Commonwealth v. Gardner (Lawyers Weekly No. 10-034-14)

NOTICE: All slip opinions and orders are subject to formal revision and are superseded by the advance sheets and bound volumes of the Official Reports.  If you find a typographical error or other formal error, please notify the Reporter of Decisions, Supreme Judicial Court, John Adams Courthouse, 1 Pemberton Square, Suite 2500, Boston, MA 02108-1750; (617) 557-1030;








Suffolk.     October 10, 2013.  ‑  March 5, 2014.

Present:  Ireland, C.J., Spina, Cordy, Botsford, Gants, Duffly, & Lenk, JJ.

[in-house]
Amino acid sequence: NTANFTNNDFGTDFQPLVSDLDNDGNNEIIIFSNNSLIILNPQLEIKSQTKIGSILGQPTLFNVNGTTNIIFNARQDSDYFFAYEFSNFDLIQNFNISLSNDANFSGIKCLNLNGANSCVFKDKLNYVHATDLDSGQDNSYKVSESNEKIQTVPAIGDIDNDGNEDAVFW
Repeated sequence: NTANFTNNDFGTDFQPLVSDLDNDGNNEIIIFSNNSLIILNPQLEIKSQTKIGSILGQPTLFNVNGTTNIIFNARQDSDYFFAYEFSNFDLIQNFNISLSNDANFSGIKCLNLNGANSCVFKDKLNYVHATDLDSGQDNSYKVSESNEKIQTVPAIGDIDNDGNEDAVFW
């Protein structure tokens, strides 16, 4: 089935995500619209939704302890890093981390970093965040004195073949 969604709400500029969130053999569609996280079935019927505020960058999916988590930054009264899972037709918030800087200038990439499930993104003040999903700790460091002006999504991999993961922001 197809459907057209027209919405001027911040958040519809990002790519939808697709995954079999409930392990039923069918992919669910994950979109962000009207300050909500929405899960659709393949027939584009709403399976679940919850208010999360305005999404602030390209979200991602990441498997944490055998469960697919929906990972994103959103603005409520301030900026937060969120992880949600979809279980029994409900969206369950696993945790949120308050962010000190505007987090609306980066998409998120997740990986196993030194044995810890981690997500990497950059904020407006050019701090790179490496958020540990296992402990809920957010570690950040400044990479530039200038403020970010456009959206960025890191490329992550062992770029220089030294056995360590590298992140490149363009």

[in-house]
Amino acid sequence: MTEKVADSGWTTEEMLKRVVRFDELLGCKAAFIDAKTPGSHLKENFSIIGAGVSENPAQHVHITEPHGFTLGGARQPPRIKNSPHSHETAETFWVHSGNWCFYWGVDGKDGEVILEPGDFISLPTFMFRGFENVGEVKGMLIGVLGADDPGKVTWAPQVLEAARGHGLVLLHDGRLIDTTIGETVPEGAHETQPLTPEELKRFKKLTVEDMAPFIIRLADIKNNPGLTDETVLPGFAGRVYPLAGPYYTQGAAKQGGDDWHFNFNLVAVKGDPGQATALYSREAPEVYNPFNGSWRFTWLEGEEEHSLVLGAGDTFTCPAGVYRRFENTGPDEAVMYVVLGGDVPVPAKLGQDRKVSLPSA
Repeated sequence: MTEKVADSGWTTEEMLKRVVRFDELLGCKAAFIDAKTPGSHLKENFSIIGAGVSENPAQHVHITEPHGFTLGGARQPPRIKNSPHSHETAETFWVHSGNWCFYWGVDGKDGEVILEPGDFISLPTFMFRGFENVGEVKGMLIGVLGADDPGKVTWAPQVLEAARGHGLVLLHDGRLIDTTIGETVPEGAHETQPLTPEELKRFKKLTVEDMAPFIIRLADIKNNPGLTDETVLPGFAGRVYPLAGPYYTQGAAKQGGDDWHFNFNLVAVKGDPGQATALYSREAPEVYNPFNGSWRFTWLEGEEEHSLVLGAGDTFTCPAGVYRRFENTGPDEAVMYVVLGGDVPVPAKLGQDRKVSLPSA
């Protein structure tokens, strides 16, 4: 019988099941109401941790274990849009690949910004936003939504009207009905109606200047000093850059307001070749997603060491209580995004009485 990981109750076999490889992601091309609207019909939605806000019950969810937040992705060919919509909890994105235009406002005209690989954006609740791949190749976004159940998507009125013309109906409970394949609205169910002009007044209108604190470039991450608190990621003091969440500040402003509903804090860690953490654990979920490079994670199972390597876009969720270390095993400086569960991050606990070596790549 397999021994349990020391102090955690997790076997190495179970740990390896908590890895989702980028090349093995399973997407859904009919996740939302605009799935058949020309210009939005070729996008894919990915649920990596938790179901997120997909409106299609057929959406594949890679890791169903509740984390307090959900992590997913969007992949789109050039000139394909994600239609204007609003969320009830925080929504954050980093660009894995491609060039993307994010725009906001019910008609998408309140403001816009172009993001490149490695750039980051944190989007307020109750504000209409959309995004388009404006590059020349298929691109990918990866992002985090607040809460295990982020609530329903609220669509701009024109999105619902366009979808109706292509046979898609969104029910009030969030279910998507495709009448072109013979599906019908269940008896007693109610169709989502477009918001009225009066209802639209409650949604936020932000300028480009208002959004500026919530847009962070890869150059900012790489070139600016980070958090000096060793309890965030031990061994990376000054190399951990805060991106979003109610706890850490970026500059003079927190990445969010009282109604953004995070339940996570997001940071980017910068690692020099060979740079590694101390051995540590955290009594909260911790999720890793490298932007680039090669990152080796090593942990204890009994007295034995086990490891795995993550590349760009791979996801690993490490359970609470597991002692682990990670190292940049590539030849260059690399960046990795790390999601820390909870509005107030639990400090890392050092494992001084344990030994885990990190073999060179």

Controlled SubstancesConstitutional Law, Conduct of government agents.  Due Process of Law, Disclosure of evidence, Presumption.  Evidence, Certificate of drug analysis, Exculpatory, Disclosure of evidence, Presumptions and burden of proof.  Practice, Criminal, Dismissal, Disclosure of evidence, Conduct of government agents, Presumptions and burden of proof.




Complaint received and sworn to in the Central Division of the Boston Municipal Court Department on October 26, 2011.


A motion to dismiss, filed on December 7, 2012, was heard by Franco J. Gobourne, J.


The Supreme Judicial Court granted an application for direct appellate review.



Vincent DeMore, Assistant District Attorney, for the Commonwealth.

Rebecca A. Jacobstein for the defendant.